Racial Justice Resources

A marketplace of good ideas

Baltimore’s Youth Rising Coalition tells the General Assembly about the good work they’ve been up to

by Mike Ferguson | Presbyterian News Service

A photo taken by one of the Youth Rising Coalition entrepreneurs. Young Baltimore business owners were featured during a 35-minute presentation made Tuesday to General Assembly commissioners and others watching the online assembly (Photo by Justice Georgie)

LOUISVILLE — Baltimore’s Youth Rising Coalition got the chance Tuesday to show and tell Presbyterians across the nation what they’ve done with the mentoring, marketing, financial and networking opportunities afforded them.

It wasn’t the in-person celebration during General Assembly that this Hands & Feet Initiative coalition and its partner, the Presbytery of Baltimore, had in mind. But Tuesday’s 35-minute presentation gave the youthful entrepreneurs, who are ages 14-24 and sell everything from T-shirts to home remedies, the chance to tell their stories about starting and operating one’s own business.

New Lens, a Baltimore film production nonprofit and organizing member of Youth Rising Coalition, partnered with YRC to bring the film to life.

Among the entrepreneurs Presbyterians met on Tuesday:

  • Desiree Thaniel, a 21-year-pld painter, muralist and art teacher. Her art represents Black women in what she called “a world that doesn’t want to take them seriously. Our Black men experience the same treatment or worse,” she said. Here’s what she tells other youth: “You may not understand how important (entrepreneurship) may be. But if you can take this first step on this journey to success, you can learn a lot about yourself and the people around you.”
  • Seneha Speaks, 20, is a full-time college student who operates a henna and art business called Se’henna. She also markets a line of natural remedies called Om by Se’henna.
  • Akia Jones, a student and graphic artist who owns the BMORE Brand, an apparel company.

One of the Youth Rising Coalition images provided by New Lens, one of the coalition’s sponsoring organizations.

Presbyterians are invited to support the young entrepreneurs by making purchases on the GA Marketplace, found here.

Some of the featured youth described the four priorities they identified for the Youth Rising Coalition:

  • The Youth Empowering Youth Network, a space for youth to learn from each other, provide guidance from their own experience, problem solve and inspire one another.
  • Marketing and access to markets. Youth want help moving from the start-up phase to reaching new customers and developing their name and band recognition.
  • Financial support. As one youth, Justice Georgie, put it, “You need money to start things. Without money, you’re broke. But if you have financial support, you can set your budget up and get the things you need to help you improve your craft.”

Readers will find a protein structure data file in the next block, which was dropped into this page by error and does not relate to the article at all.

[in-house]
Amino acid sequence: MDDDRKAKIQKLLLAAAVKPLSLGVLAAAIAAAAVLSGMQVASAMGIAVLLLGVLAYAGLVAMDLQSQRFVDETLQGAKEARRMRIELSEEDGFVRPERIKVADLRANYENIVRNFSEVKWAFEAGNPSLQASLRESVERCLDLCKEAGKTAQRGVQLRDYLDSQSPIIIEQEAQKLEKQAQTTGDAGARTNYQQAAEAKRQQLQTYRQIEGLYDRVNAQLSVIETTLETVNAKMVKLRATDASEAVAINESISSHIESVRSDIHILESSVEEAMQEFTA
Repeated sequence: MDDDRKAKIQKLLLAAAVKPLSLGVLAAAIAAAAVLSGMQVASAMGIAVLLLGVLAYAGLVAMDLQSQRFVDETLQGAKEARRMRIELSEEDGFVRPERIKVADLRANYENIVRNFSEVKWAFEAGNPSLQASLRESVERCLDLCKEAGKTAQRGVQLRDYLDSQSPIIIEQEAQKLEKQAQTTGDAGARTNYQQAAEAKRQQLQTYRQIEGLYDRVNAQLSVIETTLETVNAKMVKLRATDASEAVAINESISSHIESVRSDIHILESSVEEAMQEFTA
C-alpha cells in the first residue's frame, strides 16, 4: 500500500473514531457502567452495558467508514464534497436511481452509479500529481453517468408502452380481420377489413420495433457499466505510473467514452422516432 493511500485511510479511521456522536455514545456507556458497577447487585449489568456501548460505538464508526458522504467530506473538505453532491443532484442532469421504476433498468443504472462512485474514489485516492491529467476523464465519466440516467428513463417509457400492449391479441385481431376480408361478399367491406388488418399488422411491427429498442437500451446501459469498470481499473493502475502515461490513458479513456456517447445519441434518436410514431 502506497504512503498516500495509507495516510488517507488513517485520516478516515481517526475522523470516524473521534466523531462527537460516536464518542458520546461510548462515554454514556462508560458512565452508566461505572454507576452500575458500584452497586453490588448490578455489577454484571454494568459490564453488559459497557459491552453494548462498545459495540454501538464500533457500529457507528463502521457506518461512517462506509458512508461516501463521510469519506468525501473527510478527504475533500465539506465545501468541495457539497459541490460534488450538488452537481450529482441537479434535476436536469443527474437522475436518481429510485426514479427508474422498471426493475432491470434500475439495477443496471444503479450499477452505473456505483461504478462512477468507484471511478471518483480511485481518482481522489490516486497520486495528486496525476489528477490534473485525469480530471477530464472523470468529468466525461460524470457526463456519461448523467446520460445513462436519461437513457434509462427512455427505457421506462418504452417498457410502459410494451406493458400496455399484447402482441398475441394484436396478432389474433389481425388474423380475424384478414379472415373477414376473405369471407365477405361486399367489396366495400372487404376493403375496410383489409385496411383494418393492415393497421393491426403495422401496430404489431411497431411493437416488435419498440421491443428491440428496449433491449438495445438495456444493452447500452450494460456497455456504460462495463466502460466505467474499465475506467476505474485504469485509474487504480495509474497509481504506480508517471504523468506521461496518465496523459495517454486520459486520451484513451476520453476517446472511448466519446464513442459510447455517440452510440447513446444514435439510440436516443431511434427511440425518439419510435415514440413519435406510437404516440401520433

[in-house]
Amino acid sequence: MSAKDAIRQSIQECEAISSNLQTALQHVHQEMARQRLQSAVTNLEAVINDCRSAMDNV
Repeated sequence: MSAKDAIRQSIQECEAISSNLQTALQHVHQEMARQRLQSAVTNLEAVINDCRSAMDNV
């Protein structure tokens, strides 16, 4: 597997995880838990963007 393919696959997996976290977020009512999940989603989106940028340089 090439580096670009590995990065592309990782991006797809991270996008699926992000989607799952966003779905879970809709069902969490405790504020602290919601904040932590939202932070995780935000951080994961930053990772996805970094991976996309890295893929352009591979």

• Mentors and consultants. Youth Rising entrepreneurs are matched with an adult with direct expertise who can help them reach their business goals. “A mentor can show you the way to take it all in without feeling pressure and without you feeling exhausted at the end of the day,” Georgie said. “It makes for a better you and a better business.”

The Rev. Dr. J. Herbert Nelson, II, Stated Clerk of the General Assembly of the Presbyterian Church (U.S.A.), recalled the day he and other staff with the Office of the General Assembly met at Light Street Presbyterian Church in Baltimore with the staff of Presbytery of Baltimore and with “the people with investment in the life of that community and the life of the young people in Baltimore who needed to have help.”

Another image provided by New Lens, a youth-owned media company.

“For hours, we talked about the work we wanted to do to let those persons in Baltimore know this was part of our assembly,” Nelson said. “In those moments, we finally came out with an understanding of the youth of Baltimore needing to be heard and to be given economic opportunities.”

“Startups take money,” Nelson said. He’d seen how some Baltimore youth hustle for money to support their families. Called “Squeegee Kids,” youth would “run behind cars in the middle of traffic trying to wash windows to help their families,” Nelson said.

He said it’s “our prayer” that the Youth Rising Coalition “will fall on the hearts of Presbyterians to give to this particular organization, to give them hope” so “we can look back one day and know we made a contribution not only to Baltimore but to the world of these young people.”

“That’s our calling at this moment at General Assembly,” Nelson said.

To give to the Youth Rising Coalition, click here.

 


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